Referendum on Chaos: The Fujimori government aims to turn the balloting into a referendum on the president's initiatives since the military-backed coup: "Are you with the Chinaman (as Fujimori is popularly known) or against him? Do you want to return to pre-coup chaos and corruption?" Fujimori and allies have saturated the airwaves with advertising that emphasizes all the worst of the pre-coup situation. Fujimori has also actively barnstormed shantytowns and rural communities, giving away computers, trucks, sewing machines and even cash. There have also been accusations that Fujimori's hand-picked lead candidate, Jaime Yoshiyama, 45, has benefitted from using government facilities in his campaign.
In early November, Fujimori stated that he would again disband congress in the case of an unresolved conflict. He has also insisted on future referendums to determine the reinstatement of capital punishment and for lifting the ban on presidential reelection.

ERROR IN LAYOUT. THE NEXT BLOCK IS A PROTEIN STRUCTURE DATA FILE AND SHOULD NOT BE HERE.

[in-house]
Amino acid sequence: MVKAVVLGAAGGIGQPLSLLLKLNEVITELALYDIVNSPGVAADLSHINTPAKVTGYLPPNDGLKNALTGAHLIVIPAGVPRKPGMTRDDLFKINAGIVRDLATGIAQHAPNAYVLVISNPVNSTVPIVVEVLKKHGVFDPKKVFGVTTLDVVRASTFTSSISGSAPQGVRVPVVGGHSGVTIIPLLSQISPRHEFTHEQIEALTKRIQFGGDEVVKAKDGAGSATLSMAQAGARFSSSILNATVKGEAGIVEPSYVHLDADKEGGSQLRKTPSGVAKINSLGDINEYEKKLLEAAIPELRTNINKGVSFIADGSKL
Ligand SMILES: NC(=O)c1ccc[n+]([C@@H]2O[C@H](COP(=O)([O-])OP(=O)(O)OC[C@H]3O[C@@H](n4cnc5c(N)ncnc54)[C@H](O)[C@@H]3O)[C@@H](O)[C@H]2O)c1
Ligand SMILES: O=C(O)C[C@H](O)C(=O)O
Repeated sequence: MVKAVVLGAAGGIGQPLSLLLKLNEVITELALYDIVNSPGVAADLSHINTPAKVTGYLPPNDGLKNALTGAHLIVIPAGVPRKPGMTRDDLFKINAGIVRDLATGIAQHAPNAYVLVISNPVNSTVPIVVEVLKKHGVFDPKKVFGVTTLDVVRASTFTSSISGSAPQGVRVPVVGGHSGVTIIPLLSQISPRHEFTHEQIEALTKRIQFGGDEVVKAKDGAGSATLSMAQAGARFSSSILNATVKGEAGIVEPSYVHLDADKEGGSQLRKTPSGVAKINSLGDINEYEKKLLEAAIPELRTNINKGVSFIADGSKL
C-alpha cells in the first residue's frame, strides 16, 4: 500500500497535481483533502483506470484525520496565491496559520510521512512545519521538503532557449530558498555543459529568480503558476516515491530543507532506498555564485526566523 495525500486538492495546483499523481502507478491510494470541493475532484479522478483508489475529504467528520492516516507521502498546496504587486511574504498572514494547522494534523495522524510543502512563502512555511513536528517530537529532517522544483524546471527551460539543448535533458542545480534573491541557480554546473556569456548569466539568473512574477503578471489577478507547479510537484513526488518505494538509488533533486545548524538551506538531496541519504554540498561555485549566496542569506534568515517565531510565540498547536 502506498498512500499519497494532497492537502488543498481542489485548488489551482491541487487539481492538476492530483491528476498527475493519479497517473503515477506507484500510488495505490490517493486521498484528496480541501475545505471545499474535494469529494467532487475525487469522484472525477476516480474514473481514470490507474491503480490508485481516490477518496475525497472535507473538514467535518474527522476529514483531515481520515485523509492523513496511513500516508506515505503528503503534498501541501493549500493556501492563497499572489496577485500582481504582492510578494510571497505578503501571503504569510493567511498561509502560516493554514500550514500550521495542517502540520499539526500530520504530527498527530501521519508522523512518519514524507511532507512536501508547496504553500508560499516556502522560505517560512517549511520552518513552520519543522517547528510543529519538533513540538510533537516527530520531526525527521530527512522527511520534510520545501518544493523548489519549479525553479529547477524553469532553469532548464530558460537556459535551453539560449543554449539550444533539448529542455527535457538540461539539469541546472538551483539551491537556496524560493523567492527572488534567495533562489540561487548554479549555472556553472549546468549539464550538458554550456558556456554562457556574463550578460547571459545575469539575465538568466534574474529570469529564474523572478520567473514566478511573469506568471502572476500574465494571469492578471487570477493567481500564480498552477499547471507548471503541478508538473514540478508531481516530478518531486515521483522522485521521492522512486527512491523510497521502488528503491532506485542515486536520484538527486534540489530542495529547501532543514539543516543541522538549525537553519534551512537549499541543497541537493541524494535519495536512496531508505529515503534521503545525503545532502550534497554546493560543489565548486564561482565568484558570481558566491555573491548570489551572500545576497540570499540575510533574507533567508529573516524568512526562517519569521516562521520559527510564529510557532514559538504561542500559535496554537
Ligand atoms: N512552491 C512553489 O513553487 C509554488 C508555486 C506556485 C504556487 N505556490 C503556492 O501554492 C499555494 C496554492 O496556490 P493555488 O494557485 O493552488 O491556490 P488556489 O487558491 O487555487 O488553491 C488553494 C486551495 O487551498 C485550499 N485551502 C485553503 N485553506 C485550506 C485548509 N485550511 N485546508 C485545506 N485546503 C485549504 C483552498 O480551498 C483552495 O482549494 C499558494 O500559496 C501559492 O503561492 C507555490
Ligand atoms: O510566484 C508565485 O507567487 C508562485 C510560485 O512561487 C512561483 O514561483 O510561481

Upstart politicians: Among the 18 slates with 80 candidates each, there are no more than a handful of well-known political figures, practically no national organization and an absence of platform, programs and constitutional issues. Aside from New Majority/Change 90, no party or movement has the financial backing, manpower or national organization to challenge Fujimori.
According to the latest nationwide surveys by APOYO and CPI public opinion agencies in early November, the pro-Fujimori alliance has 36-40% of the vote, enough to guarantee a majority in Congress. The closest competitor, the Renovation movement, has 5.5-7.5%. Only six other political movements manage to make a statistically significant showing, but not enough to break out of the pack, much less form a credible opposition movement. The category "void and blank votes," which probably lumps together the vehemently anti-Fujimori block, gets 13-14%.
The other leading category is "undecided or don't know," which hits about 20%. In provinces, beyond the reach of the media, these tendencies are even more accentuated, with up to 40% of the electorate undecided. For the majority of the 10-million-strong electorate, there is no clear idea of why elections have to be held in the first place. Political participation has become a luxury which few people can afford, even Peru's business interests which has underwritten campaigns for decades.
Even though there is little interest in the elections, voters will still go to the polls because they are required by law to vote. An unstamped electoral identification card carries a heavy fine, as well as days of hassle and possible trouble with the police.